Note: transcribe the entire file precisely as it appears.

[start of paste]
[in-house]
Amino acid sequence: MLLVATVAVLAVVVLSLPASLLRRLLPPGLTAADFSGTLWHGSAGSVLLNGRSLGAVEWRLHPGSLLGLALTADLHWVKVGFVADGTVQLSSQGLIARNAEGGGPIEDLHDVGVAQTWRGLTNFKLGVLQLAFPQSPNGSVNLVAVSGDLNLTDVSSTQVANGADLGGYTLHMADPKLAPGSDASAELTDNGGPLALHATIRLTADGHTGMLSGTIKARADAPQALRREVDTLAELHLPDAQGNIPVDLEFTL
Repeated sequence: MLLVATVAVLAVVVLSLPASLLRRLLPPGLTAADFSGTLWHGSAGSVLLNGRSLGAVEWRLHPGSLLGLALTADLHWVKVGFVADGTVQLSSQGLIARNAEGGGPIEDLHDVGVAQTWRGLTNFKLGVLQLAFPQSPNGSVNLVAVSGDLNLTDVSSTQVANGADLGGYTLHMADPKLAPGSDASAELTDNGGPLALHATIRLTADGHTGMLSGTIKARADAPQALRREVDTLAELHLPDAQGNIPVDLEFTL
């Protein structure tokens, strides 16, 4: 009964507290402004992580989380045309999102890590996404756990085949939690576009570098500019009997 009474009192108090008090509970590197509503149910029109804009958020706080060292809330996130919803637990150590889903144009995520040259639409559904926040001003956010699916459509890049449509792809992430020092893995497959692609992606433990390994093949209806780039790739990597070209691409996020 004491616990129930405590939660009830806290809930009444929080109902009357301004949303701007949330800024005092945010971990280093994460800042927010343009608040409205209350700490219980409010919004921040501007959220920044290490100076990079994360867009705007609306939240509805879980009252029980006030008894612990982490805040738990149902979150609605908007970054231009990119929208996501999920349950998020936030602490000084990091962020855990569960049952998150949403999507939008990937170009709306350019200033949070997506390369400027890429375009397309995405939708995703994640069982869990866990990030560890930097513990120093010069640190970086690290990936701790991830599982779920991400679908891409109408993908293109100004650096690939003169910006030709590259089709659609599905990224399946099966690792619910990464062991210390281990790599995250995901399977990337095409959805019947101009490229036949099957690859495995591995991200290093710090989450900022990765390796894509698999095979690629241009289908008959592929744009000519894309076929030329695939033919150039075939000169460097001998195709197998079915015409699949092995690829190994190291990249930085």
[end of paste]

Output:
[in-house]
Amino acid sequence: MLLVATVAVLAVVVLSLPASLLRRLLPPGLTAADFSGTLWHGSAGSVLLNGRSLGAVEWRLHPGSLLGLALTADLHWVKVGFVADGTVQLSSQGLIARNAEGGGPIEDLHDVGVAQTWRGLTNFKLGVLQLAFPQSPNGSVNLVAVSGDLNLTDVSSTQVANGADLGGYTLHMADPKLAPGSDASAELTDNGGPLALHATIRLTADGHTGMLSGTIKARADAPQALRREVDTLAELHLPDAQGNIPVDLEFTL
Repeated sequence: MLLVATVAVLAVVVLSLPASLLRRLLPPGLTAADFSGTLWHGSAGSVLLNGRSLGAVEWRLHPGSLLGLALTADLHWVKVGFVADGTVQLSSQGLIARNAEGGGPIEDLHDVGVAQTWRGLTNFKLGVLQLAFPQSPNGSVNLVAVSGDLNLTDVSSTQVANGADLGGYTLHMADPKLAPGSDASAELTDNGGPLALHATIRLTADGHTGMLSGTIKARADAPQALRREVDTLAELHLPDAQGNIPVDLEFTL
């Protein structure tokens, strides 16, 4: 009964507290402004992580989380045309999102890590996404756990085949939690576009570098500019009997 009474009192108090008090509970590197509503149910029109804009958020706080060292809330996130919803637990150590889903144009995520040259639409559904926040001003956010699916459509890049449509792809992430020092893995497959692609992606433990390994093949209806780039790739990597070209691409996020 004491616990129930405590939660009830806290809930009444929080109902009357301004949303701007949330800024005092945010971990280093994460800042927010343009608040409205209350700490219980409010919004921040501007959220920044290490100076990079994360867009705007609306939240509805879980009252029980006030008894612990982490805040738990149902979150609605908007970054231009990119929208996501999920349950998020936030602490000084990091962020855990569960049952998150949403999507939008990937170009709306350019200033949070997506390369400027890429375009397309995405939708995703994640069982869990866990990030560890930097513990120093010069640190970086690290990936701790991830599982779920991400679908891409109408993908293109100004650096690939003169910006030709590259089709659609599905990224399946099966690792619910990464062991210390281990790599995250995901399977990337095409959805019947101009490229036949099957690859495995591995991200290093710090989450900022990765390796894509698999095979690629241009289908008959592929744009000519894309076929030329695939033919150039075939000169460097001998195709197998079915015409699949092995690829190994190291990249930085």